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The KUT Longhorn Radio Network Presents: Mexican American Experience Collection

Audio recordings including interviews, music, and informational programs related to the Mexican American community and their concerns in the series "The Mexican American Experience" and "A esta hora conversamos" from the Longhorn Radio Network, 1976-1982.

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PROGRAM INFO

Title:
The Treaty Of Guadalupe Hidalgo
Program #
1977-04
Themes:
Identity, Politics

Series:
History
Host:
Richard Goodman
Guest:
Richard Goodman
Date:
Jan 14, 1977

The Treaty of Guadalupe Hidalgo

Host Richard Goodman discusses the Treaty of Guadalupe Hidalgo and how it affected Chicanos in the southwestern United States. The Treaty, which delegates from Mexico and the United States signed in 1848, officially ended the Mexican American War and ceded to the United States over half of Mexico’s territory in what is today the southwestern U.S.

Almost from its inception, the treaty has been plagued by problems. Early on people from both sides questioned its legality and authority, since the U.S. secretary of state had told its peace commissioner to stop negotiations but he continued until the Mexicans had agreed to the treaty. Moreover, the treaty had people from both nations uneasy. Mexicans were concerned for the security of their citizens in the Southwest, while some Americans wanted still more land.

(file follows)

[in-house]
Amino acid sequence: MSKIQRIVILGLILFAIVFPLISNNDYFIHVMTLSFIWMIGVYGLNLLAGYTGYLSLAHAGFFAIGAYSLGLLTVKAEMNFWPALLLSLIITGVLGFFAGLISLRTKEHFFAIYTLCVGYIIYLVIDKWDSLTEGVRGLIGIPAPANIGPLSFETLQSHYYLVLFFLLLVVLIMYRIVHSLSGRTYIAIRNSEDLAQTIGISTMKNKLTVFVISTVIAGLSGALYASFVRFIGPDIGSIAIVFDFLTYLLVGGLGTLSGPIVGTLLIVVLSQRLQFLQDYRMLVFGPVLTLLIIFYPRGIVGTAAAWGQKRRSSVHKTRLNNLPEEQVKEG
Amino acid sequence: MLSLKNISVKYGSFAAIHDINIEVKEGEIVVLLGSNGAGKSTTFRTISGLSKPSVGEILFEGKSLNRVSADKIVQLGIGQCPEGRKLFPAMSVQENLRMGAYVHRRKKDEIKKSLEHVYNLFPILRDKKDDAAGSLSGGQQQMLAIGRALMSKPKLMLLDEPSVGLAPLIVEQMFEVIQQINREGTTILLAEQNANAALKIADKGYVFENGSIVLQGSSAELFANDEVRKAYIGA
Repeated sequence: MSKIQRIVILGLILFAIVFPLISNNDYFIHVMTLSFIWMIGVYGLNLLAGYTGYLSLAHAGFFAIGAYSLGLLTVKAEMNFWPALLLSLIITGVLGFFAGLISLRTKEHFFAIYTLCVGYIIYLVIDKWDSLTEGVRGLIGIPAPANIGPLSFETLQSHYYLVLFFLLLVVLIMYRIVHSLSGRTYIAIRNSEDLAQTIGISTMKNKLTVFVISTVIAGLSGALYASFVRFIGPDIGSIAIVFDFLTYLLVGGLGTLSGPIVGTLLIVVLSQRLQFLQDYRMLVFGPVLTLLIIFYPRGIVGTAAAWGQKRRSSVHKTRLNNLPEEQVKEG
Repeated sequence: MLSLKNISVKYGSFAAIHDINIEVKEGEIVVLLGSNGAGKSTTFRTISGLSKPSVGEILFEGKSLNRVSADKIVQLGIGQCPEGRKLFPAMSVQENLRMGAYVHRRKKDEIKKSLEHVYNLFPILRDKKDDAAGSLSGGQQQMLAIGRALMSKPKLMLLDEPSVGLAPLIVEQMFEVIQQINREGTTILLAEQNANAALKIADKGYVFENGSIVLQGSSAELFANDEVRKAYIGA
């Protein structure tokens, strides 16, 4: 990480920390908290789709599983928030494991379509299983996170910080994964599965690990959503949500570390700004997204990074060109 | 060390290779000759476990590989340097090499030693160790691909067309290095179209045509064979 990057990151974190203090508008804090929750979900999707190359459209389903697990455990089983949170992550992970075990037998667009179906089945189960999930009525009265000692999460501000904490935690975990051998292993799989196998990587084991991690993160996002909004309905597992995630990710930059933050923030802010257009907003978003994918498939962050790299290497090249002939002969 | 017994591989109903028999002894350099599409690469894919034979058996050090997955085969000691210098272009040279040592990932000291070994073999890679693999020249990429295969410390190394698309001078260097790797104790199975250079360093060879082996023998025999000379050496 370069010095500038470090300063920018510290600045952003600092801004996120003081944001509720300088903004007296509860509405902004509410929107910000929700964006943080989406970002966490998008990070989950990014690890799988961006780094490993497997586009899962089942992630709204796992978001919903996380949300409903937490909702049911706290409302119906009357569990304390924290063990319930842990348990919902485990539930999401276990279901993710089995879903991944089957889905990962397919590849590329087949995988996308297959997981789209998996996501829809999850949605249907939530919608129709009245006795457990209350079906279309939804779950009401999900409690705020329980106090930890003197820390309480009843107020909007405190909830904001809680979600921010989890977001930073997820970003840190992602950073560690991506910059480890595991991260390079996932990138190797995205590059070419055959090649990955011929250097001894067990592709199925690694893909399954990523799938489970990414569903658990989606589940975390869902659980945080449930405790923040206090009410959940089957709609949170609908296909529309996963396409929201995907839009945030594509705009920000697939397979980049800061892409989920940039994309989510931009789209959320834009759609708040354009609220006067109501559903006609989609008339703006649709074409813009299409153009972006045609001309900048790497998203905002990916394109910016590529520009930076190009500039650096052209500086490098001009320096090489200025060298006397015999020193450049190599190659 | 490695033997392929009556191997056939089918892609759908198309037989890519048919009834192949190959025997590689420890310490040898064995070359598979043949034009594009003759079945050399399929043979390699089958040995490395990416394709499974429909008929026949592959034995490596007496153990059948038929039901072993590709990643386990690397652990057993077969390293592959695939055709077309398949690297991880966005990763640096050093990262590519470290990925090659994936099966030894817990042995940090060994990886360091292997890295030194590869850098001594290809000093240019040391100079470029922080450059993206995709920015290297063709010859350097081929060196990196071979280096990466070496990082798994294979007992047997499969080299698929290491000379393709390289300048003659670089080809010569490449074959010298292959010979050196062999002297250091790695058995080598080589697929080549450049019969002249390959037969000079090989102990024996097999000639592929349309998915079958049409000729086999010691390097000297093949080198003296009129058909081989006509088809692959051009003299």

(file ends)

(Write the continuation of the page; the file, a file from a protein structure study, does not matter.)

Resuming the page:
Mexican concerns for the security of their land proved to be well founded as the treaty ushered in decades of land seizures, squatting and violence from the Anglo settlers who felt their victory in the war entitled them to Mexican-owned land. Despite treaty guarantees, many Mexicans were forced off their land by laws and courts prejudiced against them. Within decades Mexican Americans went from holding a clear majority of the land in the region, to owning almost none at all.

 

Center for Mexican American Studies | Department of History | The Benson Latin American Collection

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